Hard to Swallow
The Congressman Fighting for More Arsenic in Drinking Water
Mike Simpson believes it’s too expensive for small towns to filter the toxic chemical, which is found in greater abundance out West.
Congressman Mike Simpson has been on a crusade to allow more arsenic in drinking water.
For more than a decade, the eight-term Idaho Republican has fought battle after battle to permit higher levels of the toxic chemical in small-town water supplies.
The Environmental Protection Agency requires that drinking water contain less than 10 parts per billion of arsenic—a problem for states like Idaho, where higher levels of arsenic are found naturally in the water supply thanks to higher levels in the earth’s crust.
Simpson for years has objected to EPA rules on arsenic in drinking water, arguing that it creates a burden on rural communities that are ill equipped to upgrade their water-filtering systems.
In 2004, Simpson co-sponsored the Small Community Options for Regulatory Equity Act, which would have allowed small communities to be exempt from national drinking water regulations. He reintroduced this bill in 2010. In 2005, he co-sponsored a bill that would have directed the EPA to allow higher levels of arsenic in small-town drinking water for two years. None of these bills became law.
“Communities across Idaho have struggled to meet the federal government’s arsenic standards and are often forced to make difficult, even impossible, budget decisions in order to do so,” Simpson told The Daily Beast in a statement.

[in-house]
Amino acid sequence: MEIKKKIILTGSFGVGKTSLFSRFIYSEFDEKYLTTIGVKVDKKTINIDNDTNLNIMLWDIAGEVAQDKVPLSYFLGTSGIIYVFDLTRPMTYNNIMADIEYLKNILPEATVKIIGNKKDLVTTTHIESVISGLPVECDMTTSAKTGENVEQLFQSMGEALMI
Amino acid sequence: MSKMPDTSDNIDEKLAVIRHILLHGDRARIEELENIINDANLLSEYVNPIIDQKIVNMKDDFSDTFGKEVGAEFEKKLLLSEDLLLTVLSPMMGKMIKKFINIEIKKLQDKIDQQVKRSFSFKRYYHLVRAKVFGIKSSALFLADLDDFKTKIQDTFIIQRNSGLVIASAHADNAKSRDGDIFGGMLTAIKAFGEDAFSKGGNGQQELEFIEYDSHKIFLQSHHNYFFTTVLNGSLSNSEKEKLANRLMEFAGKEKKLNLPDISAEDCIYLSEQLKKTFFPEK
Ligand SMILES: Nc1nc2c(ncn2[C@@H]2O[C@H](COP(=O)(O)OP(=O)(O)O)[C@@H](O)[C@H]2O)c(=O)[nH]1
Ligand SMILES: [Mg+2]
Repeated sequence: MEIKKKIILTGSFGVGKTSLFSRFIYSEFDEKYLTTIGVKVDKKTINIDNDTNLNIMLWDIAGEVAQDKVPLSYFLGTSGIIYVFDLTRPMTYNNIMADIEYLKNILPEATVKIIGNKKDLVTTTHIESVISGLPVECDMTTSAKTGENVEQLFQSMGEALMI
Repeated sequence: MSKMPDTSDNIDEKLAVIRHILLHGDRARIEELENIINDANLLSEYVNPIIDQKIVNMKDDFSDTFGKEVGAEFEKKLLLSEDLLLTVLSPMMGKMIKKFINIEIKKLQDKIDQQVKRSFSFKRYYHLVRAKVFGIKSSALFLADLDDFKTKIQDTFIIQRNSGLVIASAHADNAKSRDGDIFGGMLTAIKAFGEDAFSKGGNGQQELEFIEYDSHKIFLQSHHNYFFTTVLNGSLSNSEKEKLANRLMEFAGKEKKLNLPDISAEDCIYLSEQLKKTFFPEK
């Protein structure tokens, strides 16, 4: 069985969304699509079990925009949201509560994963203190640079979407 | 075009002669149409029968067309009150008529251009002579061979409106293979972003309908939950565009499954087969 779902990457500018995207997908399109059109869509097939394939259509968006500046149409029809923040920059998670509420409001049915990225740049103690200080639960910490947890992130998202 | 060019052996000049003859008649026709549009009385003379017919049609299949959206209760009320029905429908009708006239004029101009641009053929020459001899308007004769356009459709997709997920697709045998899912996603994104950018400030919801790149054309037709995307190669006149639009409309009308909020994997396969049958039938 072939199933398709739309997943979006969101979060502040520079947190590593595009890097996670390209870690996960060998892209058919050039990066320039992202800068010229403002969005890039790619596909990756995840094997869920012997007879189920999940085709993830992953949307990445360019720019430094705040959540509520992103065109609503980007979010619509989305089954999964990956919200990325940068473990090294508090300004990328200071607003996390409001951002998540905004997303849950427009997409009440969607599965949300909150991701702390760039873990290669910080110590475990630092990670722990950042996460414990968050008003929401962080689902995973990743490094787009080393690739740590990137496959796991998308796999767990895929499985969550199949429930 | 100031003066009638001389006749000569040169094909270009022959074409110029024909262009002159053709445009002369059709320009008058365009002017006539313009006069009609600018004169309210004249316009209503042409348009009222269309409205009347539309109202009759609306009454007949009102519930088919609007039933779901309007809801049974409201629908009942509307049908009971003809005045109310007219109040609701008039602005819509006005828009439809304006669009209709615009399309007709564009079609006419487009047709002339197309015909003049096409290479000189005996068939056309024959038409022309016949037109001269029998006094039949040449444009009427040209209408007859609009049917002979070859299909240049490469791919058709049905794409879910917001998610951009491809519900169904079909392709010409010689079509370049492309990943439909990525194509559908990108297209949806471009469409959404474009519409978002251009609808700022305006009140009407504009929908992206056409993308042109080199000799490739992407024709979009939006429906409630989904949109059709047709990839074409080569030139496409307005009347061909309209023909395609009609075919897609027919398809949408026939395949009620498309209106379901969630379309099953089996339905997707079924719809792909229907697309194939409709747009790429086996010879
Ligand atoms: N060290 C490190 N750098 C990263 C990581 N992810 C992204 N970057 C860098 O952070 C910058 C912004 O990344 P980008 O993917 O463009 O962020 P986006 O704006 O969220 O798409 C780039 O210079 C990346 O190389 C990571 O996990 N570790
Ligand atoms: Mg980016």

This week, Simpson was in the spotlight after a Center for Public Integrity report concluded he was the representative who stalled a scientific review of arsenic at the EPA. The review was necessary for the EPA to ban herbicides containing arsenic. ”All evidence from the Center’s investigation pointed to one congressman: Mike Simpson of Idaho,” the report said.
Simpson’s office told The Daily Beast they were short-staffed this week, and could not confirm or deny that the congressman worked to stall the arsenic review.
Simpson’s explanations don’t fly with water quality advocates, who note the deleterious public health effects that could come from not removing enough arsenic from water. Arsenic cause cancer, nervous system damage, and diabetes.
“There is no safe level of exposure to a genotoxic chemical—any exposure may incur some risk because genetic errors introduced in a single cell following arsenic exposure can cascade into cancer, birth defects and developmental damage,” said Dr. Kathleen Burns, director of Sciencecorps, a network of health professionals focused on environmental and occupational health.
Burns also argues that removing arsenic is an issue of racial justice. Arsenic can also cause cardiovascular disease, which African-Americans have greater genetic susceptibility for, she said.
The question should be how to pay for water treatment in rural areas, advocates say, not to allow more toxic chemicals there due to budget restraints.
“We never, ever question that cost is an issue. But we could never concede that cost is a reason to [lower] drinking water standards,” said Lynn Thorp, a senior policy specialist at Clean Water Action.
Castleford, a community of 300 in Simpson’s district, is one example of a town the congressman might have had in mind during his campaign to exempt small towns from EPA arsenic regulations.
It had a notorious problem with the toxic chemical in the local water supply. In 2004, the levels of arsenic in its drinking water was measured at more than double the EPA’s current limit. But its low population and overall budget of about $250,000 a year meant the construction of a filtration facility would place a large financial burden on the few hundred people living there. Castleford officials even considered a lawsuit against the EPA rule.
But in the end the city found a way to comply. With the help of federal funding and nonprofits dedicated to water quality in rural areas, the treatment facility was built for about $1 million. Now the water supply meets EPA standards for arsenic.
“Our question as a society... is how do we help people comply?” Thorp said. “We don’t agree that the way to solve this problem is to interfere with science or roll back drinking water standards.”